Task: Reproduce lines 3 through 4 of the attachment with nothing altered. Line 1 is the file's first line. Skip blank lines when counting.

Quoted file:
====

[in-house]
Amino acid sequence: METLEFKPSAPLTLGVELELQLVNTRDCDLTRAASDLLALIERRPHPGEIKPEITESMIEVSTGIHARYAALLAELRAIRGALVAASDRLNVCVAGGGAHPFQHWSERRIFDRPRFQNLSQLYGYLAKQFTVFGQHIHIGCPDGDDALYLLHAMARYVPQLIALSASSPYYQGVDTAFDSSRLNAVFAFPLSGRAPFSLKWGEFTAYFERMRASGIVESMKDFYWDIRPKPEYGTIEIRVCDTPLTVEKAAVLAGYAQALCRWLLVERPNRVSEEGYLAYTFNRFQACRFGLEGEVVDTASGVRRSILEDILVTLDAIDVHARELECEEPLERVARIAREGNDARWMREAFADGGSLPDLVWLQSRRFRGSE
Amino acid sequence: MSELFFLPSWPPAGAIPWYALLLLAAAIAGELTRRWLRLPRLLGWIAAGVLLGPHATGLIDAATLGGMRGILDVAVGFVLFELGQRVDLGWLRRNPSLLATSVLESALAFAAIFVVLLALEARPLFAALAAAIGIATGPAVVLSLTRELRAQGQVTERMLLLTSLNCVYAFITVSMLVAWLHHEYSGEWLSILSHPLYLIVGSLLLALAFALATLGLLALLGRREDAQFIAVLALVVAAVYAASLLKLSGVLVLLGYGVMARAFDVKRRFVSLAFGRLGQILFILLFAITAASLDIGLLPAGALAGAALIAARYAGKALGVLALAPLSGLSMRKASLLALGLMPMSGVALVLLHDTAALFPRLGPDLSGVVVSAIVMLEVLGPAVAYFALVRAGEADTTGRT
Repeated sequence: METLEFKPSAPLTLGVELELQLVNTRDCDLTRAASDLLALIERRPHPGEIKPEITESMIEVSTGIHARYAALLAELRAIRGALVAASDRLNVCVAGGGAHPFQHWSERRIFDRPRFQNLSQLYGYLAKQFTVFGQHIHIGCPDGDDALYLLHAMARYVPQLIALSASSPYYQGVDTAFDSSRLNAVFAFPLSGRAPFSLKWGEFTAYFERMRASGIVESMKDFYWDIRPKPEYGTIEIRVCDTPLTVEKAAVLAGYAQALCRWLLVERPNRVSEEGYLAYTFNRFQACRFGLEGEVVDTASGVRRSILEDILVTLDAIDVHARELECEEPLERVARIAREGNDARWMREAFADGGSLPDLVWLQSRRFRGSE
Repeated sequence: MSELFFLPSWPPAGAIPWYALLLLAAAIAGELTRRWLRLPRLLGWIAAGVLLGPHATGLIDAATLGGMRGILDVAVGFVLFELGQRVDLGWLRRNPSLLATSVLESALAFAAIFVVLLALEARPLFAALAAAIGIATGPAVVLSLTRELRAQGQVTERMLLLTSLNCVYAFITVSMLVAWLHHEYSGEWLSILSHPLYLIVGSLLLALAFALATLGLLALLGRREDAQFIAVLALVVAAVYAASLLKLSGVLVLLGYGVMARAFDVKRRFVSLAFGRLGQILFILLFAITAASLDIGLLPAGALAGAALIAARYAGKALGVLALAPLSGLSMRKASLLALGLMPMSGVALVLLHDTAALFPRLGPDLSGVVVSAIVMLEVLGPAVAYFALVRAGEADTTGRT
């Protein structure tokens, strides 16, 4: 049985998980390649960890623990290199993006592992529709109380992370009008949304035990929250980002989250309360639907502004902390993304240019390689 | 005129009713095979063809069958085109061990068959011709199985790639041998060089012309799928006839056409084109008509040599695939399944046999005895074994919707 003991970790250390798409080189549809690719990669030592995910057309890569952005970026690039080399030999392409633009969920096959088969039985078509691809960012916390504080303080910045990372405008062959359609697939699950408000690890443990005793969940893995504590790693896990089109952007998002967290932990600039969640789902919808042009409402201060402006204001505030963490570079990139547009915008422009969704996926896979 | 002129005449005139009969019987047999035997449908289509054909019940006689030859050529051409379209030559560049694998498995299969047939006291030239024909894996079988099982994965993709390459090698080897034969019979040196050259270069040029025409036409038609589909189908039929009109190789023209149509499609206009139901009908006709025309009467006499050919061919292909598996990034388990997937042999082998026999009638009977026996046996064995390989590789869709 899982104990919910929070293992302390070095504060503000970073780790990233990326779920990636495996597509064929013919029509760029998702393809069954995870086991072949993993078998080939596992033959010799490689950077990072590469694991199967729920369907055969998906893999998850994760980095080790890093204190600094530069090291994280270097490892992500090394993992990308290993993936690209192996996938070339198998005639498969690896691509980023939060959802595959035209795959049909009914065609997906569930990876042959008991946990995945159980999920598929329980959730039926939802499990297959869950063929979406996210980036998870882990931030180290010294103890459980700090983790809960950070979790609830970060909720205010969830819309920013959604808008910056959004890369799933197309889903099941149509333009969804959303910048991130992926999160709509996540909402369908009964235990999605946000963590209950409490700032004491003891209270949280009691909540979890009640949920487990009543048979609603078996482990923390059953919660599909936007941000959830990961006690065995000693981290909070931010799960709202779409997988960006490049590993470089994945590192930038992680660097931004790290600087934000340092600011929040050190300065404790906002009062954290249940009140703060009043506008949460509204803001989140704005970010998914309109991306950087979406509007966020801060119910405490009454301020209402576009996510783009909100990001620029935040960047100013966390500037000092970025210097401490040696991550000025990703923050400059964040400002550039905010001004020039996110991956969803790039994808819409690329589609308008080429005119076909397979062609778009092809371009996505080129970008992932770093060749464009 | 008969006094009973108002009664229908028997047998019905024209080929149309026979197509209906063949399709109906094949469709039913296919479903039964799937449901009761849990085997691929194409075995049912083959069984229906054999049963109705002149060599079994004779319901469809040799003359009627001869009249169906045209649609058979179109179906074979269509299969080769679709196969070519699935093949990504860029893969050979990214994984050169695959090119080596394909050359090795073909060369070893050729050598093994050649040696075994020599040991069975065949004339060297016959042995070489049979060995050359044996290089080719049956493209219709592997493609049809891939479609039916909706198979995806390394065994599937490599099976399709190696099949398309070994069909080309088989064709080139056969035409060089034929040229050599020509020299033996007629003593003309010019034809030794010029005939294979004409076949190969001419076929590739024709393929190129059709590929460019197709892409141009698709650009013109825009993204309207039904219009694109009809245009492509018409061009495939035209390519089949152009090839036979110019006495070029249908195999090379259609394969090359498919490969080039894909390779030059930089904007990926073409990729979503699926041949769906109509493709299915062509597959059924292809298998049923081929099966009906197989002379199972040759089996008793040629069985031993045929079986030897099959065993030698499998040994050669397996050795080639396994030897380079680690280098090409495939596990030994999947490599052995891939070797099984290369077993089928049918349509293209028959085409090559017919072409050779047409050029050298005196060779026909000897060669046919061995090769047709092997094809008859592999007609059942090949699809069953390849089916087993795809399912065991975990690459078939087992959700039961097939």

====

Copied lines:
Amino acid sequence: MSELFFLPSWPPAGAIPWYALLLLAAAIAGELTRRWLRLPRLLGWIAAGVLLGPHATGLIDAATLGGMRGILDVAVGFVLFELGQRVDLGWLRRNPSLLATSVLESALAFAAIFVVLLALEARPLFAALAAAIGIATGPAVVLSLTRELRAQGQVTERMLLLTSLNCVYAFITVSMLVAWLHHEYSGEWLSILSHPLYLIVGSLLLALAFALATLGLLALLGRREDAQFIAVLALVVAAVYAASLLKLSGVLVLLGYGVMARAFDVKRRFVSLAFGRLGQILFILLFAITAASLDIGLLPAGALAGAALIAARYAGKALGVLALAPLSGLSMRKASLLALGLMPMSGVALVLLHDTAALFPRLGPDLSGVVVSAIVMLEVLGPAVAYFALVRAGEADTTGRT
Repeated sequence: METLEFKPSAPLTLGVELELQLVNTRDCDLTRAASDLLALIERRPHPGEIKPEITESMIEVSTGIHARYAALLAELRAIRGALVAASDRLNVCVAGGGAHPFQHWSERRIFDRPRFQNLSQLYGYLAKQFTVFGQHIHIGCPDGDDALYLLHAMARYVPQLIALSASSPYYQGVDTAFDSSRLNAVFAFPLSGRAPFSLKWGEFTAYFERMRASGIVESMKDFYWDIRPKPEYGTIEIRVCDTPLTVEKAAVLAGYAQALCRWLLVERPNRVSEEGYLAYTFNRFQACRFGLEGEVVDTASGVRRSILEDILVTLDAIDVHARELECEEPLERVARIAREGNDARWMREAFADGGSLPDLVWLQSRRFRGSE